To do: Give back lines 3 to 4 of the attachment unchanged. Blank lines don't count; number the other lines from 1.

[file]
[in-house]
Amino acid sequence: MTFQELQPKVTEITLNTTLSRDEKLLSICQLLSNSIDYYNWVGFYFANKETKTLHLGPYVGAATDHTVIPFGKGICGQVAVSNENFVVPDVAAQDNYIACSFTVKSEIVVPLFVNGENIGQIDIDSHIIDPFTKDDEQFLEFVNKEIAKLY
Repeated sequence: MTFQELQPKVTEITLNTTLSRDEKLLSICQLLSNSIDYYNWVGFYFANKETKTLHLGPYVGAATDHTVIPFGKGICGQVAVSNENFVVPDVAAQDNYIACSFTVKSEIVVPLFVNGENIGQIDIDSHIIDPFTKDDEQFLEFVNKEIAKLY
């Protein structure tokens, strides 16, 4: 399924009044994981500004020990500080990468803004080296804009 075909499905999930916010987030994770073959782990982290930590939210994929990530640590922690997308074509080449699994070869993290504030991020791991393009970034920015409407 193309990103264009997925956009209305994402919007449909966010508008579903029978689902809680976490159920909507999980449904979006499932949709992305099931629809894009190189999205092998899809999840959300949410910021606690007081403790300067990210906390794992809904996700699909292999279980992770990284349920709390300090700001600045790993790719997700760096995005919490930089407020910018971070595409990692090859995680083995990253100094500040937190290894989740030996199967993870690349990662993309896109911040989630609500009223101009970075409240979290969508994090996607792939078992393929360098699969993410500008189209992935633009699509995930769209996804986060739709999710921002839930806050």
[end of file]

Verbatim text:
Repeated sequence: MTFQELQPKVTEITLNTTLSRDEKLLSICQLLSNSIDYYNWVGFYFANKETKTLHLGPYVGAATDHTVIPFGKGICGQVAVSNENFVVPDVAAQDNYIACSFTVKSEIVVPLFVNGENIGQIDIDSHIIDPFTKDDEQFLEFVNKEIAKLY
């Protein structure tokens, strides 16, 4: 399924009044994981500004020990500080990468803004080296804009 075909499905999930916010987030994770073959782990982290930590939210994929990530640590922690997308074509080449699994070869993290504030991020791991393009970034920015409407 193309990103264009997925956009209305994402919007449909966010508008579903029978689902809680976490159920909507999980449904979006499932949709992305099931629809894009190189999205092998899809999840959300949410910021606690007081403790300067990210906390794992809904996700699909292999279980992770990284349920709390300090700001600045790993790719997700760096995005919490930089407020910018971070595409990692090859995680083995990253100094500040937190290894989740030996199967993870690349990662993309896109911040989630609500009223101009970075409240979290969508994090996607792939078992393929360098699969993410500008189209992935633009699509995930769209996804986060739709999710921002839930806050």